• coconut pineapple (coconut milk, frozen pineapple chunks, dried coconut, vanilla protein powder)
  • creamsicle (orange juice, milk, Torani French Vanilla syrup, vanilla protein powder)

All are made with some ice and psyllium powder!

To make, put in the liquid first, then the powder(s), nuts and/or nut butters, and seeds, if using, then the fruit, and ice.  Blend until smooth and creamy.

Have fun experimenting! 🙂

This is Strawberry Banana with vanilla protein powder, Lactaid, water, ice, psyllium powder, and a pinch of stevia — Sooo creamy and delicious!

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Japanese Strawberry Shortcake

We recently celebrated belated birthdays of my sister-in-law and nephew in Long Island.  I brought the components of Japanese Strawberry Shortcake (sponge cake, whipped cream, and fresh strawberries) and assembled it at their house.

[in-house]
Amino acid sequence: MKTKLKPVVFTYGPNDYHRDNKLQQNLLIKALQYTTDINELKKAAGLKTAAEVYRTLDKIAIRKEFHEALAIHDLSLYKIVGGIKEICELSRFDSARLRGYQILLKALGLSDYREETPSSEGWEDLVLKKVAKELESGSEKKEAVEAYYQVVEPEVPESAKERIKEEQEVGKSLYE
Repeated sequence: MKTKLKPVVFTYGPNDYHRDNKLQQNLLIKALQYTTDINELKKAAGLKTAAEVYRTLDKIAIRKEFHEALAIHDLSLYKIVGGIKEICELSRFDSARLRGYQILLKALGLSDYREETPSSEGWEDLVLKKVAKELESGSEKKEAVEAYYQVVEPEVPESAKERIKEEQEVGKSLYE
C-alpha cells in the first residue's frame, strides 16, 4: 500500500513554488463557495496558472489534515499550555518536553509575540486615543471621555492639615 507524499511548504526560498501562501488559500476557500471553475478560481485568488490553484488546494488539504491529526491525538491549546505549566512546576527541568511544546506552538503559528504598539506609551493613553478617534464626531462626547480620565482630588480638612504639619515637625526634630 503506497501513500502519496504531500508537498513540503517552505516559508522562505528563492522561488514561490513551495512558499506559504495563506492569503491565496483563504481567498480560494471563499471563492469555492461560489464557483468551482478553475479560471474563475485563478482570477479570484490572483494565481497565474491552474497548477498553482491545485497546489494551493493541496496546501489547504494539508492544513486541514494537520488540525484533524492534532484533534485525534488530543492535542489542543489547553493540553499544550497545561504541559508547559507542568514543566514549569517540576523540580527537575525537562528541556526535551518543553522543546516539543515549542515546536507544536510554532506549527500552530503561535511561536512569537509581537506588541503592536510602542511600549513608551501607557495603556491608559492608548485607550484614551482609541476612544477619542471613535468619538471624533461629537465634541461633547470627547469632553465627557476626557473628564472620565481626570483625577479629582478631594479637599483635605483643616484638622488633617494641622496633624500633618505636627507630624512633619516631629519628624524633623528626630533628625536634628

This lovely cake reminds me of the ones I used to eat in Japan when I lived there as an exchange student.  This was way back in the 80s when I was first introduced to European style bakeries.  These little cute shops filled with beautiful French tarts, pastries, and cakes — many individually packaged and arranged like precious jewels in the display cases–were a far cry from the large American bakeries and doughnut shops I grew up with in my rural home town.

A few years later, I returned to work in the hinterlands of Japan (Iwate Prefecture) after I graduated from college, and because I was around 22 at the time, I was the “perfect” marrying age.  I used to teach English on the side to adults in the city.  The well meaning moms would hint at this and attempt to set me up, though marriage was nonexistent on my “to do” list at the time.

My students gave me this kimono as a going away present. Married and older women wear more subdued colored kimono with shorter sleeves.